Ogunbowale has carried eight times this season for 27 yards and caught 13 passes for 95 yards. Bukhead's rushed for 80 yards on 26 carries and caught 29 passes for 169 yards and a score.
3) Pitre poppin' – In his last two games, defensive back Jalen Pitre has a combined 28 tackles, three pass breakups and an interception. He blasted several Cowboys receivers last Sunday at AT&T Stadium, and has fit in nicely at the free safety position since being moved there over the last few weeks.
"I've enjoyed it," Pitre said. "I think I've had some success at the free safety role. I'm just looking forward to continuing to build off of that."
Smith, too, has liked what he's seen from the young defender over the last month. Pitre's three interceptions this season lead the team.
"He knows how important it is to take the football away," Smith said. "He's getting more and more comfortable back in his position. I think he's going to be a great player in our league for a long period of time."
4) Mahomes back in Texas – For the first time as a professional, Patrick Mahomes will play a game in his home state. The Chiefs quarterback was a star at Texas Tech after a stellar high school career at Whitehouse in the northern part of east Texas. He was a backup to Alex Smith in 2017 when the Chiefs last played at NRG Stadium, and also at AT&T Stadium against the Cowboys. He played in the Texas Bowl in Houston at the end of the 2015 season for the Red Raiders.
The former MVP and Super Bowl champ is cruising perhaps towards another MVP season, and defensive line coach Jacques Cesaire knows his players face a mighty challenge.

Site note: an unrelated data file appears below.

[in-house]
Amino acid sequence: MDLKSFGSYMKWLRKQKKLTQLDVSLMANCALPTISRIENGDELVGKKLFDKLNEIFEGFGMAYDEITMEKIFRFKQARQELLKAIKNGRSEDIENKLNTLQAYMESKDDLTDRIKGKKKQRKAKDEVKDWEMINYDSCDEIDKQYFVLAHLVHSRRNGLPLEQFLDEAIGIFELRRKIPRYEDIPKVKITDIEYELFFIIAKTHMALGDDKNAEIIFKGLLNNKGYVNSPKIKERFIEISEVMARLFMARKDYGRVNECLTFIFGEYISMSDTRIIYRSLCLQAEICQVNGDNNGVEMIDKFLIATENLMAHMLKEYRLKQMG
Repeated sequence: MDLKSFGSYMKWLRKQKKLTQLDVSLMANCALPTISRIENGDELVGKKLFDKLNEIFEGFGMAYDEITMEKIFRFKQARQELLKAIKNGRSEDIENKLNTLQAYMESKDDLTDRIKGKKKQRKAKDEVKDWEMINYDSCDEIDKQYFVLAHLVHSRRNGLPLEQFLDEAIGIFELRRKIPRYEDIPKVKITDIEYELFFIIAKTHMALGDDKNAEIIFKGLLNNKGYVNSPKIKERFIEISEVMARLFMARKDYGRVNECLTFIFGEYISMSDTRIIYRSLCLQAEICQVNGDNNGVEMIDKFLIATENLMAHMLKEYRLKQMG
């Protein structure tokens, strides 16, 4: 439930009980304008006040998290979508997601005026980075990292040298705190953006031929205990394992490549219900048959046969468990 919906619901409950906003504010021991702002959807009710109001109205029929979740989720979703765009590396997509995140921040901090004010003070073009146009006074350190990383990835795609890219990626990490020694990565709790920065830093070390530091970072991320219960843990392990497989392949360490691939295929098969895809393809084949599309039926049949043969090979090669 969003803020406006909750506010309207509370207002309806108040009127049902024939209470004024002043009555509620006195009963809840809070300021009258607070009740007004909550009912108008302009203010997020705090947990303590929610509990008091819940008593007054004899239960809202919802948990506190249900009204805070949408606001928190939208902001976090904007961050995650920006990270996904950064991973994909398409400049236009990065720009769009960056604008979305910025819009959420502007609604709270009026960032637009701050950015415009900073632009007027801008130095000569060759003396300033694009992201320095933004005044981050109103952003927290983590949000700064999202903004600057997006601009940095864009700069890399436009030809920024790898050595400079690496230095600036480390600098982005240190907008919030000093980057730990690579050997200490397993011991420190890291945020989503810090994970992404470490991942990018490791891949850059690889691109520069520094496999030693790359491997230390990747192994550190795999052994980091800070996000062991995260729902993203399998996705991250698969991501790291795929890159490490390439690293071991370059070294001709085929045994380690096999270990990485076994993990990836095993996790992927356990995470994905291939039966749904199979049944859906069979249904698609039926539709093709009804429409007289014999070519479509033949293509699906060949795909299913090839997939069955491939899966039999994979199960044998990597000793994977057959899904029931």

"He's a dynamic player," Cesaire said. "One of the best quarterbacks in the NFL, he's won a Super Bowl. He's very, very experienced. He's very slippery in and out of the pocket, and he makes all the great throws. He has a great arm. It's going to be a tremendous challenge for the guys."
Mahomes has tossed 33 touchdown passes this season and completed 65.8 percent of his passes for 4,160 yards.
Maliek Collins explained what he and his fellow defensive linemen must do when facing a quarterback with such a unique skillset.
"You've just got to be willing to rush and stay in your rush," Collins said. "He's a guy that extends a lot of plays, so you want to try and keep him in the pocket. But he's also got a big arm, so the pocket might stretch 10 yards deep or however far no matter where he's at. You've just got to continue to rush. You've got to have a high motor and just lay it all out there."
5) Contain Kelce – Mahomes' favorite target is tight end Travis Kelce. He's caught 81 passes for 1,039 yards and 12 touchdowns. For his career, the 33-year old has 10,045 receiving yards and 69 scores. A 6-5, 256-pounder, Kelce's a matchup nightmare for opposing defenses, and Pitre and the defensive backs will get tested.
No tight end in NFL history has more 1,000-yard seasons than Kelce's seven. Smith said Kelce's as good a tight end as there is in the NFL, and PItre explained what separates Kelce from others.
"He's the full package," Pitre said. "He's a different player. You watch his motions, you watch the way that he runs routes, he improvises a lot out there. I think that helps the quarterback play as well."